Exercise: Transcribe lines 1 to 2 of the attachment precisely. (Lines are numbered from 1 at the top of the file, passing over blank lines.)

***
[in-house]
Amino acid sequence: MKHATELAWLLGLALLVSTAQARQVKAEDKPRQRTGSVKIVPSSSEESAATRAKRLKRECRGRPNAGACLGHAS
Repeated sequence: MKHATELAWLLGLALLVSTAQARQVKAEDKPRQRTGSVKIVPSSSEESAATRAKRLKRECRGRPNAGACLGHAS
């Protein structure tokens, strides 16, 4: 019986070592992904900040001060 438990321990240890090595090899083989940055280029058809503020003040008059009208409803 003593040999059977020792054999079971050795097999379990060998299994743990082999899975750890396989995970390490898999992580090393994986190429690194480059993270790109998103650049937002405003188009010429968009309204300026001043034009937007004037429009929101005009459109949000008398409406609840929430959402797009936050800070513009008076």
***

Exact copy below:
[in-house]
Amino acid sequence: MKHATELAWLLGLALLVSTAQARQVKAEDKPRQRTGSVKIVPSSSEESAATRAKRLKRECRGRPNAGACLGHAS